Learning these TS Inter 2nd Year Maths 2B Formulas Chapter 7 Definite Integrals will help students to solve mathematical problems quickly.

## TS Inter 2nd Year Maths 2B Definite Integrals Formulas

→ If F(x) is an indefinite integral (or) anti-derivative of a function f(x) defined on [a, b] then

\(\int_a^b\)f(x) dx = F(b) – F(a) …………….. (1).

The symbol \(\int_a^b\)f (x) dx is called the definite integral of f(x) from x = a to x = b. The numbers ’a’ and ’b’ are called the limits of integration, ’a’ is called the lower limit and ’b’ is called the upper limit. If we use the notation \([\mathrm{F}(\mathrm{x})]_{\mathrm{a}}^{\mathrm{b}}\) to denote

F(b) – F(a), then from (1) \(\int_a^b\)f (x) dx = \([\mathrm{F}(\mathrm{x})]_{\mathrm{a}}^{\mathrm{b}}\) = [(F(x) at x = b) – (F(x) at x = a)].

→ Fundamental properties of definite integrals:

Property – 1 : \(\int_a^a\) f (x) dx = 0

Property-2: \(\int_a^b\) f(x)dx = \(\int_a^b\)f(t)dt

Property-3: \(\int_a^b\)f(x)dx = – \(\int_b^a\)f(x)dx

Property-4: \(\int_a^b\)f(x)dx = \(\int_a^c\)f(x)dx + \(\int_c^b\)f(x)dx, if a < c < b

Property-5: \(\int_0^a\)f (x)dx = \(\int_0^a\)f (a – x)dx

Property- 6: \(\int_{-a}^a\)f(x) dx = 2\(\int_0^a\)f(x)dx, if f(x) is even

= 0, if f(x) is odd

Property – 7: \(\int_0^{2 a}\)f(x) dx = 2\(\)f(x)dx, if f(2a – x) = f(x)

= 0, if f(2a – x) = – f(x)

Properly – 8: \(\int_a^b\)f(x)dx = \(\int_a^b\)f(a + b – x)dx

Properly-9: \(\int_0^{n a}\)f (x)dx = n\(\int_0^{a}\)f(x)dx, if f(a + x) = f(x)

Properly -10: \(\int_0^{\infty}\)f(x)dx = \({Lt}_{t \rightarrow \infty} \int_0^t\)f(x)dx and \(\int_{-\infty}^a\) f(x)dx = \({Lt}_{t \rightarrow-\infty} \int_t^a\)f(x)dx

and \(\int_{-\infty}^{\infty}\) f(x)dx = \({Lt}_{t \rightarrow \infty} \int_a^t\)f(x)dx + \({Lt}_{t \rightarrow-\infty} \int_t^a\)f(x)dx

Properly -11: |\(\int_a^b\)f(x) dx| ≤ \(\int_a^b\) |f(x)|dx

Properly -12: If f(x) ≥ 0, ∀x ∈ [a, b], then \(\int_a^b\)f(x)dx ≥ 0 and if f(x) ≥ g(x), ∀ x ∈ [a, b] then \(\int_a^b\)f(x)dx ≥ \(\int_a^b\) g(x)dx

→ Reduction Formulae:

- If I
_{n}= \(\int_0^{\pi / 2}\)sin^{n}dx, then I_{n}= \(\frac{n-1}{n}\)I_{n-2} - If I
_{n}= \(\int_0^{\pi / 2}\)cos^{n}dx, then I_{n}= \(\frac{n-1}{n}\)I_{n-2} - If I
_{n}= \(\int_0^{\pi / 4}\)tan^{n}dx, then I_{n}= \(\frac{1}{n-1}\)I_{n-2} - If I
_{n}= \(\int_0^{\pi / 4}\)sec^{n}dx, then I_{n}= \(\frac{(\sqrt{2})^{n-2}}{n-1}+\frac{n-2}{n-1}\)I_{n-2} - If I
_{n}= \(\int_{\pi / 4}^{\pi / 2}\)cot^{n}dx, then I_{n}= \(\frac{1}{n-1}\) – I_{n-2} - If I
_{n}= \(\int_{\pi / 4}^{\pi / 2}\)cosec^{n}dx, then I_{n}= \(\frac{-(\sqrt{2})^{n-2}}{n-1}+\frac{n-2}{n-1}\)I_{n-2} - If I
_{m,n}= \(\int_0^{\pi / 2}\)sin^{m}x. cos^{n}xdx then I_{m,n}= \(\frac{-(\sqrt{2})^{n-2}}{n-1}+\frac{n-2}{n-1}\)I_{n-2}

Let m and n be positive integers, then

Let n be an integer greater than or equal to 2.

Areas:

→ Let f be a continuous function on [a, b]. Then the area of the region bounded by curve y = f(x) with X – axis between the lines x = a and x = b is

(i) \(\int_a^b\)f(x)dx, if f(x) ≥ 0

(ii) –\(\int_a^b\)f(x)dx, if f(x) ≤ 0

→ Let a < c < b and if f(x) ≥ 0 on [a, cl and f(x) ≤ 0 on [b, C]. Then the area of the region bounded by the curve y = f(x) wIth X- axis between lines x = a and x = b is

\(\int_a^c\)f(x) dx – \(\int_c^b\)f(x) dx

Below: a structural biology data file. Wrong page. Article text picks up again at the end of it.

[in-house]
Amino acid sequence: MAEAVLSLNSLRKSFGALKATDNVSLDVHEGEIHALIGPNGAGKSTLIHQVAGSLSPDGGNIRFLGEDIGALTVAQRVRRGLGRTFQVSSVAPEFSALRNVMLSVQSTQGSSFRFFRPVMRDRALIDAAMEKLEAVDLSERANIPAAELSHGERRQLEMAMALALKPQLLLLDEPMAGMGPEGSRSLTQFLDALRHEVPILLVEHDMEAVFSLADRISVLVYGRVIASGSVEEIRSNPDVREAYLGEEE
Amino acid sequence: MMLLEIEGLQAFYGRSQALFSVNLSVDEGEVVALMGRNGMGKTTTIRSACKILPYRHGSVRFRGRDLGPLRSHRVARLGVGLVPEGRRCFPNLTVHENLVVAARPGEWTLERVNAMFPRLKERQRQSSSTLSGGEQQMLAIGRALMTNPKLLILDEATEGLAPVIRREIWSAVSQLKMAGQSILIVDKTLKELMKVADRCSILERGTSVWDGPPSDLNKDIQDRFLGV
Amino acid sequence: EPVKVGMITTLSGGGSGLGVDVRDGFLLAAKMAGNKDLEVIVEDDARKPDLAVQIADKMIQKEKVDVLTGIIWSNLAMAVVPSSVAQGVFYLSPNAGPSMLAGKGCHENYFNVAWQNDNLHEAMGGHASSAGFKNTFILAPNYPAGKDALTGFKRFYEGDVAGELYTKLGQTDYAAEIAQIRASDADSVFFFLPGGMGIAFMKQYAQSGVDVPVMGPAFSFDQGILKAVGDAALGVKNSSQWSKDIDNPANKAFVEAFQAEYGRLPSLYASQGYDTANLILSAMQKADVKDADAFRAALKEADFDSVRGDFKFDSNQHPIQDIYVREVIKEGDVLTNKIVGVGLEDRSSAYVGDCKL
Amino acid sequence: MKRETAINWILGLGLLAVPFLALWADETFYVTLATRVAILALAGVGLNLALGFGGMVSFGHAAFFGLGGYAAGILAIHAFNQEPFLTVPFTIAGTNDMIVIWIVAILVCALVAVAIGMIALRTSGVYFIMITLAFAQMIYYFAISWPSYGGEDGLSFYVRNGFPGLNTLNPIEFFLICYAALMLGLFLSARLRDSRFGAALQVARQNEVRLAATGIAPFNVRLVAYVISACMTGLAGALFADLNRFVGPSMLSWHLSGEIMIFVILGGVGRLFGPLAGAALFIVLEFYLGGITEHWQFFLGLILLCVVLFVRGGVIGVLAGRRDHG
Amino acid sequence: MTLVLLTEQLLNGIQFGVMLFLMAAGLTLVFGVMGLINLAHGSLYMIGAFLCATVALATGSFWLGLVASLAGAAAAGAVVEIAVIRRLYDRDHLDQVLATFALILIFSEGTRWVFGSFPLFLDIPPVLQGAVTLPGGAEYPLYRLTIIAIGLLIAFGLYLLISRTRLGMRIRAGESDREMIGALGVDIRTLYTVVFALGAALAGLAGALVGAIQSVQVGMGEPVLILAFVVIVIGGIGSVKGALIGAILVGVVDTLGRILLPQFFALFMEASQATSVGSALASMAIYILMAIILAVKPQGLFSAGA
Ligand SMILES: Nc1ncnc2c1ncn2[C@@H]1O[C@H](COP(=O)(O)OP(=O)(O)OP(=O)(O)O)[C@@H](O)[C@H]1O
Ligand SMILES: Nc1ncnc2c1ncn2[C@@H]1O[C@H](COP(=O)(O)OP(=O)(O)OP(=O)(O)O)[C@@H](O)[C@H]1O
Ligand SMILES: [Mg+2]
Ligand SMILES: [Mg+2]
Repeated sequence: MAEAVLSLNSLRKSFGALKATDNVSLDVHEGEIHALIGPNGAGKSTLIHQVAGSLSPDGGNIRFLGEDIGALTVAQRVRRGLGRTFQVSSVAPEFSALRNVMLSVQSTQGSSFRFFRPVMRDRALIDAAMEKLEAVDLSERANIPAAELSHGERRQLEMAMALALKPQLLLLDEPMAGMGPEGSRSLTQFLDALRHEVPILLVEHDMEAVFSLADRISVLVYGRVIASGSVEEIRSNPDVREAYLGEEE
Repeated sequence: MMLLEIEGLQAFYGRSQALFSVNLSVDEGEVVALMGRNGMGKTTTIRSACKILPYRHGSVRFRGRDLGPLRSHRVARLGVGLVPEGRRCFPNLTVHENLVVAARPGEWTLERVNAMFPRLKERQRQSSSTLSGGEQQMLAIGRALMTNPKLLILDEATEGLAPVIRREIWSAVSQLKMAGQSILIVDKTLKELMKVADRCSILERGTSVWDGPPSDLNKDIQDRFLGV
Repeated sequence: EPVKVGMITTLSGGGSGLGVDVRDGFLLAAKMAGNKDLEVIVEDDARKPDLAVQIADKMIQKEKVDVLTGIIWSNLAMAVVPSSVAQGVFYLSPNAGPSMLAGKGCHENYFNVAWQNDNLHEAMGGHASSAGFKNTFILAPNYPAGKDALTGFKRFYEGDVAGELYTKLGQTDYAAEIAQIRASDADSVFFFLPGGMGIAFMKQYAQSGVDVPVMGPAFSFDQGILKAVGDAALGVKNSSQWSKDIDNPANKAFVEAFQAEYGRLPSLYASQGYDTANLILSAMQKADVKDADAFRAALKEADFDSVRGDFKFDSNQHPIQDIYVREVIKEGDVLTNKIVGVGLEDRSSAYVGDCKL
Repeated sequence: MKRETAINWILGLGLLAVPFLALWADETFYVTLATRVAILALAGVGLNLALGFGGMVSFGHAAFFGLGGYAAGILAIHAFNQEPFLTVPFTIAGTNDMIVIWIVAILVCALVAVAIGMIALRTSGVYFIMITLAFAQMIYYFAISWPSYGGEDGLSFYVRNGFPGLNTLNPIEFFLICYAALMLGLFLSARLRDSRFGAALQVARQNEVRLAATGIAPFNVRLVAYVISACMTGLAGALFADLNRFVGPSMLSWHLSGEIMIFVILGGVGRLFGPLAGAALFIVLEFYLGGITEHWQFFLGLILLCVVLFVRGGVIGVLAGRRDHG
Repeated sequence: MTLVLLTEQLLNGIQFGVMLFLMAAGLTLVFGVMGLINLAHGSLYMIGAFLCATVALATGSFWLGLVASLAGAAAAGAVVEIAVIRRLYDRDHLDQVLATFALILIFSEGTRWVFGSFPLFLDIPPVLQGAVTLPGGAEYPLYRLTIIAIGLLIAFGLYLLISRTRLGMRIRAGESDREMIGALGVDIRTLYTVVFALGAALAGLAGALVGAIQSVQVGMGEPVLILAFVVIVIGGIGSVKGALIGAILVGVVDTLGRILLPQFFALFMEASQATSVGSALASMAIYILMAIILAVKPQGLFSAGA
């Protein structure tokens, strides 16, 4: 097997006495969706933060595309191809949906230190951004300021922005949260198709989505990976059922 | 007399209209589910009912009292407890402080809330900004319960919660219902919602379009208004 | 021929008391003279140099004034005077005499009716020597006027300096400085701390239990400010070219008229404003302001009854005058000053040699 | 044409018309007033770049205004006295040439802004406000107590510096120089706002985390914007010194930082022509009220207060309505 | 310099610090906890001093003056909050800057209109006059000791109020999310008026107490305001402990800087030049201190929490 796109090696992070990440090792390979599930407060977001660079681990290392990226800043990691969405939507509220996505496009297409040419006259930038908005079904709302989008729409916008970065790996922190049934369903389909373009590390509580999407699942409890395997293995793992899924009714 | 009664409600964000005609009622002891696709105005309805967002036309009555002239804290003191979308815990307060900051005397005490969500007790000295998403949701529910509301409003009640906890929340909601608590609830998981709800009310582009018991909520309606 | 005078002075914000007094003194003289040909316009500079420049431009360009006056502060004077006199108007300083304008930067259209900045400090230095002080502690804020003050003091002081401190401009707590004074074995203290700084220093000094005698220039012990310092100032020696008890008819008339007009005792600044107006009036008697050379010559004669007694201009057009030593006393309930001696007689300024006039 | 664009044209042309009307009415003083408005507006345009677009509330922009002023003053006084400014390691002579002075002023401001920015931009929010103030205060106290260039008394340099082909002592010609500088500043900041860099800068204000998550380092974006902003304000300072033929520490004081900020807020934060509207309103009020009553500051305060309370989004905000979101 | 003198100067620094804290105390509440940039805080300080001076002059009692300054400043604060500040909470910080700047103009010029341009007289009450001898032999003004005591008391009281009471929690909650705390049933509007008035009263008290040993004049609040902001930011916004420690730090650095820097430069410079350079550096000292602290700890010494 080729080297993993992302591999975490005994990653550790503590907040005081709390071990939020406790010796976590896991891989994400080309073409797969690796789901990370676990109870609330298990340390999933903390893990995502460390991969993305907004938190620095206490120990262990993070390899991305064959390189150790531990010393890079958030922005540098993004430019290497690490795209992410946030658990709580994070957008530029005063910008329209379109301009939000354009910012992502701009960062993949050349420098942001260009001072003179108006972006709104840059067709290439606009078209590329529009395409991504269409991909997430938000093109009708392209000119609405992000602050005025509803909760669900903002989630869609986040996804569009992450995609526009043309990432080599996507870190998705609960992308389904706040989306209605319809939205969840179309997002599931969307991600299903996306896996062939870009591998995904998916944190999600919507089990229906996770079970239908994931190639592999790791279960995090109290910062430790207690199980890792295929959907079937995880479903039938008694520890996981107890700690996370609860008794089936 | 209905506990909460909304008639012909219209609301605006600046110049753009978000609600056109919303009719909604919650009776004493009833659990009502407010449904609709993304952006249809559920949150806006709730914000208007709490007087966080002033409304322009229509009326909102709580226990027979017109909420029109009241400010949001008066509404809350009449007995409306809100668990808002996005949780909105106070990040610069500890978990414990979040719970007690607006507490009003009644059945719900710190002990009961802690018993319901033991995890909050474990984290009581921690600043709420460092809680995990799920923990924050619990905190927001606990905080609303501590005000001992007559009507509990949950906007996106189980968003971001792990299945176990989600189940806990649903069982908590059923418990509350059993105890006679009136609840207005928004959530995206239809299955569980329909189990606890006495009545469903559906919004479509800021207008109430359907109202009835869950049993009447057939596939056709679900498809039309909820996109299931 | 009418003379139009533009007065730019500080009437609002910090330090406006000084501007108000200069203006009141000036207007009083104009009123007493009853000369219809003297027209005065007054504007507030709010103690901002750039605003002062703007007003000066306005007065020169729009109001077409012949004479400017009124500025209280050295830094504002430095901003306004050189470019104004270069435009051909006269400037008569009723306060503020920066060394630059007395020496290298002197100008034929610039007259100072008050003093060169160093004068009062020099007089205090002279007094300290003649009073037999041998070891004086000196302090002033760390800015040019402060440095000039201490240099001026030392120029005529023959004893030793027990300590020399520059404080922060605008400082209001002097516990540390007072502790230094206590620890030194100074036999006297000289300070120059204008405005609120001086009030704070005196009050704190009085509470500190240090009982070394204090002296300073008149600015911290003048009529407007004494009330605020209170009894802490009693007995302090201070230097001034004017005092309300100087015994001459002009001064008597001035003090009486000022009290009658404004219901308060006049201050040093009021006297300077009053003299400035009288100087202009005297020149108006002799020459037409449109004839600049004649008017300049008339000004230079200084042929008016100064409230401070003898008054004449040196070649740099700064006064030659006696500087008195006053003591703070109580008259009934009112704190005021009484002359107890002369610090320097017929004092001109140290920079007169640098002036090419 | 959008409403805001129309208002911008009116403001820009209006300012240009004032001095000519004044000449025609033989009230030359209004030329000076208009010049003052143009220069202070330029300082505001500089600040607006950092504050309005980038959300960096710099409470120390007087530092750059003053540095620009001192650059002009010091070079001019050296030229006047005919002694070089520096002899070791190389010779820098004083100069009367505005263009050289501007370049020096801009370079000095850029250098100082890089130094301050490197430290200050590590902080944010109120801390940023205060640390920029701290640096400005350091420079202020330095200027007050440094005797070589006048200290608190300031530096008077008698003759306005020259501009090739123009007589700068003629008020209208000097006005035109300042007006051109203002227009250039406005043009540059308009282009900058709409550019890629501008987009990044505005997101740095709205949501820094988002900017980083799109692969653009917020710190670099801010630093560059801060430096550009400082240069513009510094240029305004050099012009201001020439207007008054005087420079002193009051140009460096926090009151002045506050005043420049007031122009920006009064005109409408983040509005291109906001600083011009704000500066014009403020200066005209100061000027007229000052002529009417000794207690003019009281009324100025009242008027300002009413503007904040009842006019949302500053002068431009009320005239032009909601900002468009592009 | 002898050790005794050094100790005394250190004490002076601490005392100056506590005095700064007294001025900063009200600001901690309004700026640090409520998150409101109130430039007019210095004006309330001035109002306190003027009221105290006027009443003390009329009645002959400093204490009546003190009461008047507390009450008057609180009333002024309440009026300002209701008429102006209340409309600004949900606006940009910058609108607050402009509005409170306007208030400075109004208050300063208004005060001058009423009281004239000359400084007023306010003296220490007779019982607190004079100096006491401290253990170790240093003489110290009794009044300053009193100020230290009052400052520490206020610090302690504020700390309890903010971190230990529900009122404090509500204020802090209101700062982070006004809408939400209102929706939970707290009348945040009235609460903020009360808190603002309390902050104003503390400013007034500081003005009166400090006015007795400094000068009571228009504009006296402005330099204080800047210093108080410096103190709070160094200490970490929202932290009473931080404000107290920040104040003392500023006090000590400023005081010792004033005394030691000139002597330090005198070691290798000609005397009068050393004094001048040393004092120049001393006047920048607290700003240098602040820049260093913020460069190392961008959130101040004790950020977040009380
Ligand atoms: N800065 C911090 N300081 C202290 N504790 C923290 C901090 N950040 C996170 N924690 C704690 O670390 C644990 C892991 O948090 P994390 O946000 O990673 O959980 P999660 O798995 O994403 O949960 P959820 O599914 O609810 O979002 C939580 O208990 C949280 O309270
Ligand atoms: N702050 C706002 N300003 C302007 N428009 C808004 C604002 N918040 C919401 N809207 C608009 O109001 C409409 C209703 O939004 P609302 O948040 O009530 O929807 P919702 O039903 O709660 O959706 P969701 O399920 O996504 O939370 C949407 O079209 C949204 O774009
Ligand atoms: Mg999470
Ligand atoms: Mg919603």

→ The area of the region bounded by the curve x = f(y) with Y – axis between the lines y = c and y = d is

(i) \(\int_c^d\)f(y) dy, if f(y) ≥ 0

(ii) \(\int_c^d\)f(y) dy, If f(y) ≤ 0

→ Let c < e < d and If f(y) ≥ 0 on [c, e] and f(y) ≤ 0 on [e, d]. Then the area of the region bounded by the curve x = f(y) with Y-axis between the lines y = c and y =d is

\(\int_c^e\)f(y)dy – \(\int_d^e\)f(y) dy

→ The area of the region bounded by the curves y f(x), g(x) = y between the lines x = a and x = b is

(i) \(\int_a^b\)[f(x) – g(x)]dx, if f(x) ≥ g(x)

(ii) \(\int_a^b\)[g(x) – f(x)]dx; if f(x) ≤ g(x)

→ The area of the region bounded by the curves x = f(y), x = g(y) between the lines y = c and y = d is x = g(x) x = f(x)

(i) \(\int_c^d\)[f(y) – g(y)]dy, if f(y) > g(y)

(ii) \(\int_c^d\)[g(y) – f(y)]dy, if f(y) ≤ g(x)

→ Limit As A Definite Integral

Definite Integral as a limit of summation:

Definition :Let I be a continuous function on [a, b]. Divide [a, b] into ‘n’ sub Intervals ,[x_{0}, x_{1}]……….. [x_{(n-1)} , x_{n}] where a = x_{0} < x_{1} < x_{2} < ……………… < x_{n} = b

Let, ξr ∈ [x_{r-1}, x] for r 1, 2 , ……………… n.

→ If \({Lt}_{n \rightarrow 0} \sum_{r=1}^n\) f(ξ_{r}) (x_{r} – x_{r-1}) exists, then f(x) is called an integrable function on [a, b] and the limit is called definite integral of f on [a, b]. It is denoted by \(\)f(x) dx

Note:

To simplify calculation we can take all sub intervals to be equal length, h

Then h = \(\frac{b-a}{n}\) and \(\int_a^b\)f(x)dx = \({Lt}_{n \rightarrow \infty} h \sum_{r=1}^n f\left(\xi_Y\right)\)

Also we take, ξ_{r} = x_{r-1}, then ξ_{r} = a + (r – 1)h and hence.

\(\int_a^b\)f(x)dx = \({Lt}_{n \rightarrow \infty} h \sum_{r=1}^n\)f(a +(r – 1)h] = \({Lt}_{h \rightarrow 0} h \sum_{r=1}^h\)f[a + (r – 1)h]

If a = 0, b = 1, then \(\int_0^1\)f(x)dx = \({Lt}_{n \rightarrow \infty} \frac{1}{n} \sum_{r=1}^n f\left(\frac{r-1}{n}\right)+\left(\frac{r-1}{n}\right)={Lt}_{n \rightarrow 0} \frac{1}{n} \sum_{r=0}^{n-1} f\left(\frac{r}{n}\right)\)

If a = 0, b = p then \(\int_0^P\)f(x)dx = \({Lt}_{n \rightarrow \infty} \frac{1}{n} \sum_{r=1}^{n p}\left(\left(\frac{r-1}{n}\right)\right.\)